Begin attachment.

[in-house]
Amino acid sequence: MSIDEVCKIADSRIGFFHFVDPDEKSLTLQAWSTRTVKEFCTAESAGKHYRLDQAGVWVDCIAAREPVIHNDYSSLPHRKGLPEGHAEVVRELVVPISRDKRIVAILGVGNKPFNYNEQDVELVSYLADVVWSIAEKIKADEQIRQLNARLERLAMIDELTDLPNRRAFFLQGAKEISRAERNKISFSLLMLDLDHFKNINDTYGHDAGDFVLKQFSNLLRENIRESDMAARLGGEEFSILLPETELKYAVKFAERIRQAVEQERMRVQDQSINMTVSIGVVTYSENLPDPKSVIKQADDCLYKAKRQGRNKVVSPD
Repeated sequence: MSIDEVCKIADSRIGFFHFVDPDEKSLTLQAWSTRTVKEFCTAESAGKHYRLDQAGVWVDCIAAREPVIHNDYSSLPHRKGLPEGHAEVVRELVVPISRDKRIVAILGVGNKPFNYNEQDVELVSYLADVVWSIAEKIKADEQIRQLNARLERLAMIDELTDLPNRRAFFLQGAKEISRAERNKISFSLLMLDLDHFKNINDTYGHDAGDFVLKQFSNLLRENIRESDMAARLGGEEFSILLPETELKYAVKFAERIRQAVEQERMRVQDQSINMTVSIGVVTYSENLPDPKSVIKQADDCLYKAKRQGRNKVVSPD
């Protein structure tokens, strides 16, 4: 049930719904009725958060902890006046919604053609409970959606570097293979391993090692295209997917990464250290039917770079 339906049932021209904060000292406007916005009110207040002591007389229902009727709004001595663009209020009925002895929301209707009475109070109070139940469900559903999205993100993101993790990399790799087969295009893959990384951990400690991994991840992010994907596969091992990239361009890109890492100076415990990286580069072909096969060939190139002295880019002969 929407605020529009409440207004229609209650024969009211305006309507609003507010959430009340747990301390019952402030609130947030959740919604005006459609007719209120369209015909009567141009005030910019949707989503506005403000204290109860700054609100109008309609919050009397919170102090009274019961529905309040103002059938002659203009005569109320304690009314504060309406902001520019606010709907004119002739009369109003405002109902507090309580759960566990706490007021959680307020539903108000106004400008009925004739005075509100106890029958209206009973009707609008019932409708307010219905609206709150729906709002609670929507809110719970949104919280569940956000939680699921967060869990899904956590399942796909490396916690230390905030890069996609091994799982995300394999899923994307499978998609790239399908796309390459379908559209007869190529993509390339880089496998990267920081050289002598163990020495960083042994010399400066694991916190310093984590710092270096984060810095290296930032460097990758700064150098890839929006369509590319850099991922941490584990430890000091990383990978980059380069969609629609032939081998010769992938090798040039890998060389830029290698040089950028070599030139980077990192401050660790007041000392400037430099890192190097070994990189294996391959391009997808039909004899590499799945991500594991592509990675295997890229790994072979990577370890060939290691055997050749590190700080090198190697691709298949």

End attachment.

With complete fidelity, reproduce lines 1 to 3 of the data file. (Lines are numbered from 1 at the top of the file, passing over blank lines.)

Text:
[in-house]
Amino acid sequence: MSIDEVCKIADSRIGFFHFVDPDEKSLTLQAWSTRTVKEFCTAESAGKHYRLDQAGVWVDCIAAREPVIHNDYSSLPHRKGLPEGHAEVVRELVVPISRDKRIVAILGVGNKPFNYNEQDVELVSYLADVVWSIAEKIKADEQIRQLNARLERLAMIDELTDLPNRRAFFLQGAKEISRAERNKISFSLLMLDLDHFKNINDTYGHDAGDFVLKQFSNLLRENIRESDMAARLGGEEFSILLPETELKYAVKFAERIRQAVEQERMRVQDQSINMTVSIGVVTYSENLPDPKSVIKQADDCLYKAKRQGRNKVVSPD
Repeated sequence: MSIDEVCKIADSRIGFFHFVDPDEKSLTLQAWSTRTVKEFCTAESAGKHYRLDQAGVWVDCIAAREPVIHNDYSSLPHRKGLPEGHAEVVRELVVPISRDKRIVAILGVGNKPFNYNEQDVELVSYLADVVWSIAEKIKADEQIRQLNARLERLAMIDELTDLPNRRAFFLQGAKEISRAERNKISFSLLMLDLDHFKNINDTYGHDAGDFVLKQFSNLLRENIRESDMAARLGGEEFSILLPETELKYAVKFAERIRQAVEQERMRVQDQSINMTVSIGVVTYSENLPDPKSVIKQADDCLYKAKRQGRNKVVSPD